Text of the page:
Al Qaida leader in Iraq 'is still alive'
Updated: 2006-10-06 08:13 BAGHDAD: The US military said
yesterday the leader of al Qaida in Iraq was still very much alive, denying
reports by some Iraqi politicians that he had been tracked down and killed.
"We believe he is still alive," US military spokesman Lieutenant Colonel
Barry Johnson said, dismissing claims by several Iraqi politicians that Abu
Ayyub al-Masri and several associates were killed in a US airstrike this week.
Masri, an Egyptian who is also known as Abu Hamza al- Muhajir, assumed the
leadership of al Qaida in Iraq after Jordanian militant Abu Musab al-Zarqawi was
killed in a US airstrike in June.
"There was a raid recently where we thought he may have been among those
killed, but now we think it is highly unlikely," Johnson said. "We are going to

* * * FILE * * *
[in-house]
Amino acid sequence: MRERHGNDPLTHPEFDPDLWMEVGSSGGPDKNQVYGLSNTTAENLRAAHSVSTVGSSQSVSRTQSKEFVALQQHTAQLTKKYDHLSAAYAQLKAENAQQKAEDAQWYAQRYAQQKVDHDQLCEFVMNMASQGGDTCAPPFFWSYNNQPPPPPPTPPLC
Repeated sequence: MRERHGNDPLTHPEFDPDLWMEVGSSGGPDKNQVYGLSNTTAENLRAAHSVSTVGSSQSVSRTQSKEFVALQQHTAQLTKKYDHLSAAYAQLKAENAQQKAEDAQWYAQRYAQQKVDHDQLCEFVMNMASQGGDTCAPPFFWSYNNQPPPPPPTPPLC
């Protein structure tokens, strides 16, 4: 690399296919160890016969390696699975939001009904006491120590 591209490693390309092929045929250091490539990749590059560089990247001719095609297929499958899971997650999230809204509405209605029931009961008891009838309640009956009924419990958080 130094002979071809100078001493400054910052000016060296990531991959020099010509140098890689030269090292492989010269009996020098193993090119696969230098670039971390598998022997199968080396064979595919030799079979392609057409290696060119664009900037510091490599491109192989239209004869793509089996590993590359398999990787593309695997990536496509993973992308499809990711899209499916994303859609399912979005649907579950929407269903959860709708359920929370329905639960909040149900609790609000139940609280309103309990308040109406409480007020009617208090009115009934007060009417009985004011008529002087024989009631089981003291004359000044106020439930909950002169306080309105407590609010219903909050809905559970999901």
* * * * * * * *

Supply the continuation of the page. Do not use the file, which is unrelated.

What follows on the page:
rule out the possibility altogether by doing DNA tests."
Earlier, a member of parliament close to Prime Minister Nuri al-Maliki, Hasan
al-Senaid, and a second source in the prime minister's office, who did not want
to be named, said Masri had been killed in a US assault on a "safe house" in
Haditha in western Iraq.
"Two days ago three people were killed in an airstrike on Haditha. Today it
became clear from DNA tests that Masri was one of them," Senaid said.
A senior government official said this was "simply not true."
Defence Ministry spokesman Mohammed al-Askari said: "It appears that the body
... was checked by US forces and is not that of Abu Ayyub al-Masri."
Another aide to Maliki said the DNA tests were still being conducted on the
bodies. The tests suggested that one of the dead was an al Qaida leader but not
Masri, he told Reuters.